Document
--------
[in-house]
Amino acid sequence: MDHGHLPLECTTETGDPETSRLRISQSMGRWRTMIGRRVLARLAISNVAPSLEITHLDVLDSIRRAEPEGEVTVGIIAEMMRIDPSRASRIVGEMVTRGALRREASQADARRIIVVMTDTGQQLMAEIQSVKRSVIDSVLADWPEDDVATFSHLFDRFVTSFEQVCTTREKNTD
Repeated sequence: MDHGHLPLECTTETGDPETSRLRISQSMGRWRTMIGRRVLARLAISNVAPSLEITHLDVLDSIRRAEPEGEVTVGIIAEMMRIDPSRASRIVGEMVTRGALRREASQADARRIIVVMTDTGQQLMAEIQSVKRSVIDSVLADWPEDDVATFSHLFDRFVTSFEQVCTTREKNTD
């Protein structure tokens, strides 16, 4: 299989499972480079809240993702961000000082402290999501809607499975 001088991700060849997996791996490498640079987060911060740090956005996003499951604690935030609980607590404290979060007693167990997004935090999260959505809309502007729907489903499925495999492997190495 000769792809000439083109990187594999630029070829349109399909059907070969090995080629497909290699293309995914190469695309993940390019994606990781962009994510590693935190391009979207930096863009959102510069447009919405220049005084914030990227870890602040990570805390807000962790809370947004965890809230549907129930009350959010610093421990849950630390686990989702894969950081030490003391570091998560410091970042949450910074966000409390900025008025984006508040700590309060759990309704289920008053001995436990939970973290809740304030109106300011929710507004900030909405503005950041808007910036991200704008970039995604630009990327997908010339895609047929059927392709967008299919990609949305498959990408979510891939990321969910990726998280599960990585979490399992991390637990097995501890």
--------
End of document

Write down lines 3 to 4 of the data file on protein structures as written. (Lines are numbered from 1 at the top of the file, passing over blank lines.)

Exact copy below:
Repeated sequence: MDHGHLPLECTTETGDPETSRLRISQSMGRWRTMIGRRVLARLAISNVAPSLEITHLDVLDSIRRAEPEGEVTVGIIAEMMRIDPSRASRIVGEMVTRGALRREASQADARRIIVVMTDTGQQLMAEIQSVKRSVIDSVLADWPEDDVATFSHLFDRFVTSFEQVCTTREKNTD
């Protein structure tokens, strides 16, 4: 299989499972480079809240993702961000000082402290999501809607499975 001088991700060849997996791996490498640079987060911060740090956005996003499951604690935030609980607590404290979060007693167990997004935090999260959505809309502007729907489903499925495999492997190495 000769792809000439083109990187594999630029070829349109399909059907070969090995080629497909290699293309995914190469695309993940390019994606990781962009994510590693935190391009979207930096863009959102510069447009919405220049005084914030990227870890602040990570805390807000962790809370947004965890809230549907129930009350959010610093421990849950630390686990989702894969950081030490003391570091998560410091970042949450910074966000409390900025008025984006508040700590309060759990309704289920008053001995436990939970973290809740304030109106300011929710507004900030909405503005950041808007910036991200704008970039995604630009990327997908010339895609047929059927392709967008299919990609949305498959990408979510891939990321969910990726998280599960990585979490399992991390637990097995501890």